This Unit provides an overview of the ethical practice of Free, Prior and Written Informed Consent (FPWIC), a prerequisite for engaging communities in PGIS. The Unit covers the background and rationale for FPWIC, defines the relevant concepts in operational terms and discusses issues and challenges in its implementation.
Unit objectives / expected outcomes
After the completion of the Unit the trainee will be able to:
- explain background and applications of FPWIC;
- define the meaning of FPWIC;
- outline the challenges of informed consent;
- describe risks and unintended consequences of participatory mapping.
Content outline, main topics covered and suggested sequencing
This Unit focuses on the topics listed below:
- Background and Rationale of FPWIC (PPT No.1) (10 min)
- Definitions and Questions (PPT No.1) (10 min) and Unit Glossary as reference material
- Implementation and Challenges (PPT No.1) (10 min)
- Prior notice (Exercise No. 1) (30-45 min)
- Informing (Exercise No. 2) (30-45 min)
- Written Documentation (Exercise No. 3) (20-30 min)
- Risks and unintended Consequences (PPT No.1) (10 min) and three case study readings and discussion (30-45 min/each)
- Transparency and Informed Consent (Case study No. 1) (30-45 min)
- Successes and failures (Case study No. 2) (30-45 min)
- Good and bad Practices (Case study No. 3) (30-45 min)
Components of the Unit
- Exercise No. 1: Role Playing to Develop a Seasonal Calendar; To define the concept of “prior” notice in terms of the project planning process and the daily life of community members (30-45 min)
- Exercise No. 2: Role Playing and Brainstorming About the “Informing” Process; To teach skills in communicating and translating technical concepts into simple language and to illustrate differences in cross-cultural understanding in the process of “informing” (30-45 min)
- Exercise No. 3: Brainstorming about Written Documentation; To quickly develop a list of issues and questions related to written documentation of free, prior and written informed consent (FPWIC) (20-30 min)
Handouts for Trainee (to be distributed in printed format)
- Free, Prior and Written Informed Consent (Handout4T)
- Article - The American Geographical Society’s Bowman Expeditions seek to improve geographic understanding at home and abroad: Spotlight on México Indígena
- Article - Zapotec Indigenous People in Mexico Demand Transparency from U.S. Scholar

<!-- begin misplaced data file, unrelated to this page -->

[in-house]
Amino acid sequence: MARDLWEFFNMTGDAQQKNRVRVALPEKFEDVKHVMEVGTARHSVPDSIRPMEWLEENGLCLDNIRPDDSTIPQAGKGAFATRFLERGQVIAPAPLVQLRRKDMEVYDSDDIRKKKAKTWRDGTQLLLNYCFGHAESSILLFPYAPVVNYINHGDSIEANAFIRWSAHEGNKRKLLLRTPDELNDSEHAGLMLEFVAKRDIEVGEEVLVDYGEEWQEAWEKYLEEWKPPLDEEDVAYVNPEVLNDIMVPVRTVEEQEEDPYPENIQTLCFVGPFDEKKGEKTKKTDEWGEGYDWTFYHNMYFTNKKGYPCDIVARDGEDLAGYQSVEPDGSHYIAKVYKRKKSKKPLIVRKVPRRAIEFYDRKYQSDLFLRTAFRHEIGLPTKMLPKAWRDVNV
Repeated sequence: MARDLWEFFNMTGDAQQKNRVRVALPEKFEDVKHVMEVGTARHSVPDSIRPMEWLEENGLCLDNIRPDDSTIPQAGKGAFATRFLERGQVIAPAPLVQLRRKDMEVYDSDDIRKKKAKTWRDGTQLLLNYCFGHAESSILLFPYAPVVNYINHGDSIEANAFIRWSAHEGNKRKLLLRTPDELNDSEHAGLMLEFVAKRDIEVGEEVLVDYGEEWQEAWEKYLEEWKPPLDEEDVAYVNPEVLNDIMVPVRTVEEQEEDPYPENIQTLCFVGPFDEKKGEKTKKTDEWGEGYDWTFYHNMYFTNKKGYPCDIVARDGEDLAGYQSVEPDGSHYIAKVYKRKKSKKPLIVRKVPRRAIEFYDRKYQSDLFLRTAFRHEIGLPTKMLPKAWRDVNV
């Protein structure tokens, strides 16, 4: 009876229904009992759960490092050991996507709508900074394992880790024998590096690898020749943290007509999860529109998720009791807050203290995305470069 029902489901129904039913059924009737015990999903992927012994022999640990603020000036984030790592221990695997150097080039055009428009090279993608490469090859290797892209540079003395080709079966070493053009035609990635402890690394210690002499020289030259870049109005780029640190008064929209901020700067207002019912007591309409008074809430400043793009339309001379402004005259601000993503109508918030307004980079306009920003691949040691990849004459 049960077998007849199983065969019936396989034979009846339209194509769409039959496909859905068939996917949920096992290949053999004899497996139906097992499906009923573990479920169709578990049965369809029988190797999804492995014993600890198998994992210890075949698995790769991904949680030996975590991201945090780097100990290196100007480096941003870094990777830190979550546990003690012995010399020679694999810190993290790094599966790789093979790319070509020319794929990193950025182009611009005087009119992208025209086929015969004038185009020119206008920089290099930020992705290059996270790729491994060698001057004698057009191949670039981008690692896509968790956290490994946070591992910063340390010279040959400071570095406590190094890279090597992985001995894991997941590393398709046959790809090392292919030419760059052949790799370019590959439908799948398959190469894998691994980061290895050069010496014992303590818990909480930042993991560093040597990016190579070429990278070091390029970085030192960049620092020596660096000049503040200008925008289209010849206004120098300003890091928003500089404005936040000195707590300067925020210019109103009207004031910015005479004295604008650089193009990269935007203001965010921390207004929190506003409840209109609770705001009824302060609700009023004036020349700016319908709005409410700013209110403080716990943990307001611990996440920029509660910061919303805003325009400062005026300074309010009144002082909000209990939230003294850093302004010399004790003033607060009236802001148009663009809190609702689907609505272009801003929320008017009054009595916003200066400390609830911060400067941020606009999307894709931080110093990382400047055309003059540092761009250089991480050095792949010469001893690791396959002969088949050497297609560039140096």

- Article - The American Geographical Society Developing Guidelines for Ethical Conduct of Foreign Field Research
- Case Study No. 1 - Bowman Expedition
- Case Study No. 2 - East Sumba, Indonesia
- Case Study No. 3 - Ratanakiri, Cambodia
- List of Additional Resources
- Unit Glossary
Handouts for Trainee (to be distributed in digital format)
- Article - Community Prior Informed Consent under Convention Biological Diversity
- Article - Overview Free Prior Informed Consent and Indigenous Peoples International Domestic Law Practices
- Booklet - Land for My Grandchildren: Land-Use and Tenure Change In Ratanakiri: 1989-2007
- Expanded working paper- by Mrs. Antoanella-Iulia Motoc and the Tebtebba Foundation offering guidelines to govern the practice of implementation of the principle of free, prior and informed consent of indigenous peoples
- Booklet - Mapping power: Ironic effects of spatial information technology
- Booklet - Participatory Mapping as a tool for empowerment: Experiences and lessons learned from the ILC network
- PPT No. 1: Free, Prior and Written Informed Consent (FPWIC); Issues and implementation in the context of PGIS (40 min)
Additional trainer resources
- Chambers, R. (2006). Participatory Mapping and Geographic Information Systems: Whose Map? Who is Empowered and Who Disempowered? Who Gains and Who Loses? EJISDC, 25(2), 1-11.
- Chapin, M., and Threlkeld, B. (2001). Indigenous Landscapes. A Study in Ethnocartography. Arlington, VA: Center for the Support of Native Lands.
- Deddy, K. (2006). Community Mapping, Tenurial Rights and Conflict Resolution in Kalimantan. In Majid Cooke, F. (Ed.) State, Communities and Forests in Contemporary Borneo. (Chap. 5). Canberra: ANU E Press.
- Firestone, L. A. (2003). You Say Yes, I Say No; Defining Community Prior Informed Consent under the Convention on Biological Diversity. Georgetown International Environmental Law Review, 16, 171.
- Forest Peoples Programme (FPP). FPIC - Free, Prior and Informed Consent, CLPI.
- Fox, J., Suryanata, K., Hershock, P. D. (2005). Mapping Communities: Ethics, Values, Practice. Honolulu: East-West Center.
- Mackay, F. (2005). The Draft World Bank Operational Policy 4.10 on Indigenous Peoples: Progress or more of the same? Arizona Journal of International & Comparative Law 22(1).
- Motoc, A. J. (2005). Standard Setting, Legal Commentary on the Concept of Free, Prior and Informed Consent. Working paper submitted to the Commission on Human Rights, Sub-Commission on the Promotion and Protection of Human Rights Working Group on Indigenous Populations, 23rd session, 18-22 July 2005, E/CN. 4/Sub. 2/AC. 4/2005/WP. 1
- Tamang, P. (2005). An Overview of the Principle of Free, Prior and Informed Consent and Indigenous Peoples in International and Domestic Law and Practices -  AILR 36; 9(2) pg111. Australian Indigenous Law Reporter.
- Tobias, T. N. (2000). Chief Kerry's Moose: A Guidebook to Land Use and Occupancy Mapping, Research Design and Data Collection. Vancouver: Union of BC Indian Chiefs and Ecotrust Canada.
Computer and LCD projector for PowerPoint presentation or overhead projector with transparencies
Sample maps (e.g. base map, aerial photo, thematic maps)
Small sheets of paper with tape or sticky notes
Flipcharts with markers, chalkboard with chalk or whiteboard with dry-erase markers